Spider silk-based fibre optic sensor gets the measure of glucose

2 min read

The light-guiding properties of spider silk have been harnessed to develop a sensor that detects and measures small changes in the refractive index of a biological solution including glucose.


The new light-based sensor developed by a team in Taiwan could eventually find use in measuring blood sugar and other biochemical analytes.

“Glucose sensors are crucial to people with diabetes, but these devices tend to be invasive, uncomfortable and not cost-efficient,” said research team leader Cheng-Yang Liu from National Yang Ming Chiao Tung University. “With spider silk attracting attention for its superior optomechanical properties, we wanted to explore using this biocompatible material to optically detect various sugar concentrations in real-time.”

Liu and colleagues from Taiwan Instrument Research Institute and Taipei Medical University describe their new sensor in Biomedical Optics Express. They show that it can be used to determine concentrations of fructose, sucrose and glucose sugars based on changes in a solution’s refractive index. Spider silk is said to be suited for this application because it can transmit light like an optical fibre and is very strong and elastic.

“Our new spider silk-based fibre optic sugar sensor is practical, compact, biocompatible, cost-effective and highly sensitive,” Liu said in a statement. “With further development, it could lead to better at-home medical monitoring devices and point-of-care diagnostic and testing devices.”

To make the sensor, the researchers harvested dragline spider silk from Nephila pilipes, a species of golden orb-web spider. They enveloped the silk with a biocompatible photocurable resin and cured it to form a smooth protective surface. This created an optical fibre structure that was 100 microns in diameter, with the spider silk acting as the core and the resin as the cladding. They then added a biocompatible nanolayer of gold to enhance the fibre’s sensing abilities.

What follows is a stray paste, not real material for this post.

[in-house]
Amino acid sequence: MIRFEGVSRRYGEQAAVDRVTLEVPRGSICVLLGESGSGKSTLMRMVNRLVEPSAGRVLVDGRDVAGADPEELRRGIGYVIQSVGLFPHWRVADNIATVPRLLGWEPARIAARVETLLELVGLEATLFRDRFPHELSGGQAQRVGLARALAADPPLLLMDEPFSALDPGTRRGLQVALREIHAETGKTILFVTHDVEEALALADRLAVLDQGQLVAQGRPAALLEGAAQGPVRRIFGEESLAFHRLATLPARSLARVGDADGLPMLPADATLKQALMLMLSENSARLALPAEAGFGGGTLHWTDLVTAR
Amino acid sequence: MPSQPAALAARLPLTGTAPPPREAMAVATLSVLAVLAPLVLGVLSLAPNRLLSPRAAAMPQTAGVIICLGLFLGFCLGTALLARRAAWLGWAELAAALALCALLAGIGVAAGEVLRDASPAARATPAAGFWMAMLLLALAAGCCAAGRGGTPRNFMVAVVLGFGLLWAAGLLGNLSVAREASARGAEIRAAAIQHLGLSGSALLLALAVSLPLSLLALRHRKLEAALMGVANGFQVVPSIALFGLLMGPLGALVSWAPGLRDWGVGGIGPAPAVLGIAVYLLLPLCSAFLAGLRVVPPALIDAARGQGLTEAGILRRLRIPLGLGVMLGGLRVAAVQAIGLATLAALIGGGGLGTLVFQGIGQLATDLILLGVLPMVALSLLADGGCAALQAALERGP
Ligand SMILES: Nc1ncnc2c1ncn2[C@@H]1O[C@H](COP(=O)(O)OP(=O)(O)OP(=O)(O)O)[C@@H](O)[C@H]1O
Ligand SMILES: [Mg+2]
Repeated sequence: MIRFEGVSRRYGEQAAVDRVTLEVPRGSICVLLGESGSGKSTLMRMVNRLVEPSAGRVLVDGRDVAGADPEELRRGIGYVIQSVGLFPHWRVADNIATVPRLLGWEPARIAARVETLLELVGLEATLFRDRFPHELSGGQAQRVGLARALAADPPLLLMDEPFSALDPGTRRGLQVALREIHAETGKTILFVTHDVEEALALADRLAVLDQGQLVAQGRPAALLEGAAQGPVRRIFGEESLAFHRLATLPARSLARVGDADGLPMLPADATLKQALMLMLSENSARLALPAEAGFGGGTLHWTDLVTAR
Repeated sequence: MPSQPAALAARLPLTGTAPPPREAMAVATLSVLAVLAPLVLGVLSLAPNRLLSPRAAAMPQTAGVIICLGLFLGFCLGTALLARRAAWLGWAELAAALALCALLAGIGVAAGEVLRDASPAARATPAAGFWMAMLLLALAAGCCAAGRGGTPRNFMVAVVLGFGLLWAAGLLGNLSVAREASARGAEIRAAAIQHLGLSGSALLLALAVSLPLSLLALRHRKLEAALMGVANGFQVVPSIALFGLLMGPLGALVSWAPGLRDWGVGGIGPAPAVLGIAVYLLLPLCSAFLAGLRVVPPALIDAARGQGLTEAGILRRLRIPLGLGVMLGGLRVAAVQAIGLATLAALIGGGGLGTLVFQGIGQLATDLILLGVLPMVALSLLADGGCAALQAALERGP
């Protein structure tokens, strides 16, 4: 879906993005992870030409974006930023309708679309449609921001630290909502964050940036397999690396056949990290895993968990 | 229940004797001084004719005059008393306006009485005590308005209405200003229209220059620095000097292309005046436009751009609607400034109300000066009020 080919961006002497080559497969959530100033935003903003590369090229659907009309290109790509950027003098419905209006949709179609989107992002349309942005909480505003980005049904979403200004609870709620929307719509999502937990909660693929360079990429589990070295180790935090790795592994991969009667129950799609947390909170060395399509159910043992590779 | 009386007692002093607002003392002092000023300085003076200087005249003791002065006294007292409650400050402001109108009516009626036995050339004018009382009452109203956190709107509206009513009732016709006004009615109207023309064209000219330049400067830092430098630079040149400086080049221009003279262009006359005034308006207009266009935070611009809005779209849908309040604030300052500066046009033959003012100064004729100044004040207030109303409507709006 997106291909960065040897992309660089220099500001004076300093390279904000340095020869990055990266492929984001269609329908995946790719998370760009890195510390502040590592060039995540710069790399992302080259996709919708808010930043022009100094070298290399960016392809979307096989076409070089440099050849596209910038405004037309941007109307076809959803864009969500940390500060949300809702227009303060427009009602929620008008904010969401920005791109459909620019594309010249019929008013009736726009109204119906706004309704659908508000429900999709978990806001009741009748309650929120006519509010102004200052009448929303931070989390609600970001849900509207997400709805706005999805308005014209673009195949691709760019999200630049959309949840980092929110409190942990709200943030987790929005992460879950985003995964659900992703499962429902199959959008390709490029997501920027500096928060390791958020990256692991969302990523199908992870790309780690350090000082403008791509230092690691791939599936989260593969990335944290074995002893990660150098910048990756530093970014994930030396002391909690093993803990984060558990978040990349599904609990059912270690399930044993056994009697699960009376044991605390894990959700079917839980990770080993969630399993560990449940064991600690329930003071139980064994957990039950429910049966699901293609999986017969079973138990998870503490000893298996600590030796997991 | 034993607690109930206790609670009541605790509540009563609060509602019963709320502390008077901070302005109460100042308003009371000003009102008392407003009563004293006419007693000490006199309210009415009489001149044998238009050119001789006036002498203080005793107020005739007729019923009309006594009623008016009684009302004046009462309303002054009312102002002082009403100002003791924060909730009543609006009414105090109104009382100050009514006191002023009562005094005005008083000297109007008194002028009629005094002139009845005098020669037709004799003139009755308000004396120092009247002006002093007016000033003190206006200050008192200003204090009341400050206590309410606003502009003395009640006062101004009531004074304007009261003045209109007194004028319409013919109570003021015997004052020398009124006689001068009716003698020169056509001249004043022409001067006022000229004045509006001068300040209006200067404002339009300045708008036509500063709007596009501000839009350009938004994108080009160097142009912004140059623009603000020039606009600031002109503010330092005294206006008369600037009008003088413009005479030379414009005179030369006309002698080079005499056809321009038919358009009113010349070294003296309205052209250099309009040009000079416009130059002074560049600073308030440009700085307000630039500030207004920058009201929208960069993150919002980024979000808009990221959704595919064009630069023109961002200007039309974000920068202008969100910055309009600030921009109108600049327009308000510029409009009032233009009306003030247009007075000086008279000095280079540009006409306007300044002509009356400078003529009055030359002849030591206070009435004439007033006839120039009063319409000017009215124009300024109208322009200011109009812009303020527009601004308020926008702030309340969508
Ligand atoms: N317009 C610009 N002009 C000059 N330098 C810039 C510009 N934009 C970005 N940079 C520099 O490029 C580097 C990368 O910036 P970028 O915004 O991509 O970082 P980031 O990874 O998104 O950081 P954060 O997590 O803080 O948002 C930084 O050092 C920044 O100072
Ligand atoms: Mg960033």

This process formed a thread-like structure with two ends. To use the fibre to take measurements, the researchers immersed one end in a liquid sample and connected the other end to a light source and a spectrometer, which allowed the researchers to detect the refractive index of the solution and use it to determine the type of sugar and its concentration.

“The spider silk-based sugar sensor is reusable, cost-effective, easy to use and offers real-time detection,” said Liu. “Moreover, because it is compact it could allow access to hard-to-reach areas such as the brain and heart. With further development, it is also hoped that this silk-based fibre optic sugar sensor could be used in implantable medical devices and treatment strategies in biomedical applications.”


To test the repeatability and stability of the sensor, the researchers used it to measure solutions with unknown concentrations of fructose, sucrose or glucose sugars at room temperature. The measurements were each repeated 10 times at five-minute intervals.

To quantitatively determine the performance of the silk-based fibre optic sensor, the researchers compared the light intensity spectra produced by the sensor with refractive index measurements acquired with a commercial refractometer. The sensor was able to identify the type of sugar in the solution and provide a readout of the concentration.

Before the sensor can be used for real-time measurements it will be necessary to improve its accuracy and enhance its stability under environmental changes so that it can be used for longer periods of time.

The researchers are also working on software that would allow the sensor to be used with mobile devices for point-of-care readings. They also want to extend the sensor’s functionality so that it could be used to measure different biochemical components in human blood such as lactose and fat.